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SA politicians: stop talking and start listening to small business


South Australia’s small business operators aren’t feeling particularly positive about the future, says Tania Tonkin. She suggests some ways the State Government can improve the mood this Christmas.

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As we come to the end year of another year, it’s a time for reflection. It’s also a time when the government likes to remind us how well it’s doing to help small businesses. The latest effort was the State Government’s  Small Business Statement for 2017 which, among other things, claims the state is “accelerating”.

As one of the directors of a South Australian SME (and an adviser to many more), I’m just not feeling the same enthusiasm expressed in Small Business Minister Martin Hamilton Smith’s latest announcement. And no number of public statements about ‘how far we’ve come’ is going to fix that.

It’s been a tough year for many in South Australia. While the official optimism is appreciated (and I understand we should try to be upbeat), we also need to acknowledge there’s still a long way to go.

If you’re ‘from government and here to help’ as the statement suggests, then we’d like you to get started with more practical solutions.

We’re not feeling all that gleeful

Surveys by Business SA illustrate how many SMEs are feeling – and it’s not that good.

In fact, only 18 per cent of respondents expect the SA economy to perform well over the next 12 months. In addition, unemployment figures, while not getting worse, are still nothing to write home about. Add to that the latest TAFE drama and many of us are now questioning the state’s ability to provide adequate training for the skilled workforce we all need.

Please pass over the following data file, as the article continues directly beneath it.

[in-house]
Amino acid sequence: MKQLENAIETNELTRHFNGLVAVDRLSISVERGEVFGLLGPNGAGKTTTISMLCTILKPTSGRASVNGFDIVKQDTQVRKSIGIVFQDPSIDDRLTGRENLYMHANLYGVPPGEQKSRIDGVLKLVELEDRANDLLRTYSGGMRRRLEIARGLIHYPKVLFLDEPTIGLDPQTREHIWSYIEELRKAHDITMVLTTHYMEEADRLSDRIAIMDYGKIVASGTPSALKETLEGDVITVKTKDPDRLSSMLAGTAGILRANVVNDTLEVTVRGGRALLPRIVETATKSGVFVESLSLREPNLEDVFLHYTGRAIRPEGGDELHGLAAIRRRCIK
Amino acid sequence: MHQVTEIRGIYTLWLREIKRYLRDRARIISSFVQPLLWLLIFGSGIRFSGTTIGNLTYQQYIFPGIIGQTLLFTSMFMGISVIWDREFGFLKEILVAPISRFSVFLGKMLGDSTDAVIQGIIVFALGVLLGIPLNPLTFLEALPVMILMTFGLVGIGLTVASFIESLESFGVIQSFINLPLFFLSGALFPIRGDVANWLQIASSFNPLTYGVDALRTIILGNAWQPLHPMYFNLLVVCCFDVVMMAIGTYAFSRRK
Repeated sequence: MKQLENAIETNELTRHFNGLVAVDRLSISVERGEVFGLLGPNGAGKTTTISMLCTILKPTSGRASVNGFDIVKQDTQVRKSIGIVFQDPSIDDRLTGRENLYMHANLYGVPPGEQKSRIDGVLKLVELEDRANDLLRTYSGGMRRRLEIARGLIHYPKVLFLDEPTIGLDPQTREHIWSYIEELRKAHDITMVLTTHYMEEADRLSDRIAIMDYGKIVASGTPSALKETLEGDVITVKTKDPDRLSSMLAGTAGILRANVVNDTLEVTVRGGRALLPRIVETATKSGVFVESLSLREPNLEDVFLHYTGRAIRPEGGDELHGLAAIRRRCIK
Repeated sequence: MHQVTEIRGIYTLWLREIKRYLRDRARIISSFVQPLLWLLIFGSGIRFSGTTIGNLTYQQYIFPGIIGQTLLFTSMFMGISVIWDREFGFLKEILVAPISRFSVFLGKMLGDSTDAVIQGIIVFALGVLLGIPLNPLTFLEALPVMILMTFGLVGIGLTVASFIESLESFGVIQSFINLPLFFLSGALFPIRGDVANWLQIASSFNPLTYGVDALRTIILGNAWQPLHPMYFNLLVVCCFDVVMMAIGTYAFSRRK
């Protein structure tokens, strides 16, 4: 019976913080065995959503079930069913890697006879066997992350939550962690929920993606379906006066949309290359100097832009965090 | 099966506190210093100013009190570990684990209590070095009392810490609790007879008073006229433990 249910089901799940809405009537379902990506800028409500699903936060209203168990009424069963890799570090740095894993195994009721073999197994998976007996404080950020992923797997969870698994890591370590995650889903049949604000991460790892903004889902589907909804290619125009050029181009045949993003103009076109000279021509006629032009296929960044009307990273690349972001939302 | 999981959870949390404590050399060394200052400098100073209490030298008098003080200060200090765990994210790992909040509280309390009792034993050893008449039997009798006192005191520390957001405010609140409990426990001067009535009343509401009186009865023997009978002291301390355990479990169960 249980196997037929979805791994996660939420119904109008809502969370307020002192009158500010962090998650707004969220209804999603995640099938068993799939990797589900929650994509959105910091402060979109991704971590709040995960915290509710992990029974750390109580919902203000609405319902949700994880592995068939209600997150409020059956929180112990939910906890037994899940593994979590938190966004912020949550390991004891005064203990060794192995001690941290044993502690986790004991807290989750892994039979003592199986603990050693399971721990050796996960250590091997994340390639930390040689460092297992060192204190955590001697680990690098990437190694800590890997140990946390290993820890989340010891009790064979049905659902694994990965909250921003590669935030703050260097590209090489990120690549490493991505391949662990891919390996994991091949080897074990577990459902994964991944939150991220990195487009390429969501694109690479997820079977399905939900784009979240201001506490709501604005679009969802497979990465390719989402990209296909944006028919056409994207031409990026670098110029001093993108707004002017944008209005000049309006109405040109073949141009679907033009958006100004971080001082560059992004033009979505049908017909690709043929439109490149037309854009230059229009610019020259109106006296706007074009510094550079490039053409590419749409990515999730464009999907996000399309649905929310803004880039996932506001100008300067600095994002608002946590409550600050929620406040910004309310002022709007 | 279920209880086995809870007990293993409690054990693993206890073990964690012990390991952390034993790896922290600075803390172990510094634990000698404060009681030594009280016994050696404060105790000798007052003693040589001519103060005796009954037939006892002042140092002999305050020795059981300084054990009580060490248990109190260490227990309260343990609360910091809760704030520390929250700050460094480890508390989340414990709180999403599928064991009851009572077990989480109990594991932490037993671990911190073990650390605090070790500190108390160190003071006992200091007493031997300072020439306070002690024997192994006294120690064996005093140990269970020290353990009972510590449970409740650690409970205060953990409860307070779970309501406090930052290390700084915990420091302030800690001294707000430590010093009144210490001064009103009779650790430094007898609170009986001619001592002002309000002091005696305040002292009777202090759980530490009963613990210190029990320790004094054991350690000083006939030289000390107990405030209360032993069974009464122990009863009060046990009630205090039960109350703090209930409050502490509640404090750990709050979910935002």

Too much of the conversation this year has focused on ‘big picture’ issues like how to attract larger businesses, build infrastructure, and fund innovation industries. These issues are of course vitally important for our continued growth, but we seem to have forgotten about who really forms the backbone of SA’s economy.

Programs like the recently announced ‘Excellence in Business Fund’ sound like a good idea to help more businesses partner with industry groups and councils, but I have a feeling many small business owners are looking for direct policy changes that will help with cash flow.

The bottom line is overheads are rising, taxes are still too high, and profits are down.

The state’s outrageous electricity prices are a problem that’s not likely to change in the short-term, even with the new investments in energy plans.

Helping local businesses spend less on expenses so they can employ more people is important. Other states are taking this approach – why not in South Australia?

Running a small business is no picnic

A glance at the statistics (Australian Small Business and Family Enterprise Ombudsman data, 2016) will tell you the survival rate for Australian small business over a four-year period is only around 60 per cent. Just 15 per cent of these kinds of businesses receive any form of government assistance. Medium-sized businesses claim about 30 per cent, and large businesses 57 per cent.

Worse still, it’s often an owner’s personal finance and assets that are on the line if it doesn’t work out.

I can understand the anger when the State Government tried to pull a stunt like asking businesses to pay back any payroll tax savings as a threat if the bank tax wasn’t passed. That’s not a way to build trust.